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Shells: Gems of the Sea

June 5, 2010–September 5, 2010 and September 9, 2000–January 7, 2001

Collecting shells has been a pastime of many, young and old, for centuries. It is only when collecting becomes a passion rather than a pastime that the finest examples are sought, and the subject researched in detail.

Such is the case with this collection, one of the country’s finest, assembled by local physician, Peter Stimpson. Focusing on six families of marine gastropods—cowries, cones, conchs, harps, volutes, and olives—the collection includes over one thousand species listed in the Registry of World Record Size Shells. Stimpson has made a portion of his collection available for public enjoyment in this exhibition.

Most of the shells on display are those of gastropods, that is, snails. Gastropods form one of the seven classes of the phylum Mollusca. The word “mollusk,” derived from the Latin mollis, meaning “soft,” denotes a large, diverse group of soft-bodied animals who occupy nearly every region of the world. Numbering at least 50,000 living species, mollusks are second in number of species only to the arthropods, which includes insects. Mollusks may live in terrestrial, aquatic, or marine habitats, although marine dwelling mollusks outnumber the others. They may be carnivorous or herbivorous, predator or prey, or often—both.

Most, but not all, mollusks have shells. The two largest classes are the gastropods, which are single-shelled animals, and the bivalves, which have two shells. While the exhibition focuses on gastropods, a few interesting bivalves are also displayed. Examples of mollusks without shells are the octopi and squids.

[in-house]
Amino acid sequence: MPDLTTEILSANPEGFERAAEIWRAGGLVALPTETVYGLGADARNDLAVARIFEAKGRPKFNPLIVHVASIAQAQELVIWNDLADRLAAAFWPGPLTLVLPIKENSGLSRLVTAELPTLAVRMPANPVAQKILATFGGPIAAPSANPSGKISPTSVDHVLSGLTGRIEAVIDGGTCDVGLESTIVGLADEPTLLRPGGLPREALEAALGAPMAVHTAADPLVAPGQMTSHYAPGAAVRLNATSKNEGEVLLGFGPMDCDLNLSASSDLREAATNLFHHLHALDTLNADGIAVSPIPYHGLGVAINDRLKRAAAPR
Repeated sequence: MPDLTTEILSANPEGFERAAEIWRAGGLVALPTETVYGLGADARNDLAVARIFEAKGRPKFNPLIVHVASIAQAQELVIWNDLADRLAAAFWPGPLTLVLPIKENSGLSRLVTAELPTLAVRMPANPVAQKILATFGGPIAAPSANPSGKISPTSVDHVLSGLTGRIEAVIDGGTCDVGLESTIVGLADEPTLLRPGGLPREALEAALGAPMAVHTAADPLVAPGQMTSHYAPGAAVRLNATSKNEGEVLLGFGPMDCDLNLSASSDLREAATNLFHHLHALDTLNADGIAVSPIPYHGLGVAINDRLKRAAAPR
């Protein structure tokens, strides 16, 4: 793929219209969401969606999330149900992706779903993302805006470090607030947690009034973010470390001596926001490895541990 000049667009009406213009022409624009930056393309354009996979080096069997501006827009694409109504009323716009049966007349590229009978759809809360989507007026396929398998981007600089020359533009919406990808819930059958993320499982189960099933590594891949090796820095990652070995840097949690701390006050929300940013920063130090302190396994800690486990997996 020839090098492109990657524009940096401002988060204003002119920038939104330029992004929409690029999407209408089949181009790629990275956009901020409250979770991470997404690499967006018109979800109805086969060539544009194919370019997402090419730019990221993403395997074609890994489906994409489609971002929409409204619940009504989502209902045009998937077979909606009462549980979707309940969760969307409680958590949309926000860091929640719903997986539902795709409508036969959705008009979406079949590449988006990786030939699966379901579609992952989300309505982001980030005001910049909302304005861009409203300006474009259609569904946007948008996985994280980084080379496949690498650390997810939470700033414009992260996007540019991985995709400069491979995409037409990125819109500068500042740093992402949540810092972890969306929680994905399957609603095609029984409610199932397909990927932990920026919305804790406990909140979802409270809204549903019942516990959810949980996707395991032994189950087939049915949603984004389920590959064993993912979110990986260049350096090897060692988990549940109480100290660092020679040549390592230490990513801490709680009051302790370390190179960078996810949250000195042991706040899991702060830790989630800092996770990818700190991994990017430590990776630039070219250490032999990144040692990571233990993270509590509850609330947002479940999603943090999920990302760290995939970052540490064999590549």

Shells delight and fascinate us in the visual combination of shape and color. Smooth or textured, symmetrical or not, single-hued or bearing the most complex and astounding patterns of markings, shells treat us to a remarkable display of nature’s art.

Nowhere is the variety of complex patterns more evident than in the family of cones. Bands, zigzags, spots, and dots combine and recombine, not randomly, but according to a plan known to each species.

To even a casual observer, shapes are as distinctive as color. Some reflect the habitat and lifestyle of the animal—a sand burrower needs a smooth, slender, and tapering shell; for life atop a muddy bottom, spines may broaden weight distribution and prevent sinking.

Mathematicians have modeled a shell’s geometry, a closed curve revolving about a fixed axis. Each gastropod species’ genetic code specifies the parameters, which result in the incredible array of shapes, all variations of a logarithmic spiral.

People have used mollusks and their shells for millennia. Mollusks are a major food source still, especially in communities adjacent to the ocean. The beauty of shells appealed also to these inhabitants, and shells were, and are, collected and transformed into ornaments for both personal decoration and embellishment of clothing and other objects. Even in prehistoric times, shells were traded far from their place of origin, often becoming symbols of wealth and status.


The archaeological shell artifacts in the exhibition, including those pictured below, are from the McClung Museum collections.The shell collection was loaned by Peter Stimpson; the exhibition is sponsored by Eli Lilly and Company, and by Pfizer Pharmaceuticals; and the brochure is sponsored by Pfizer Pharmaceuticals.

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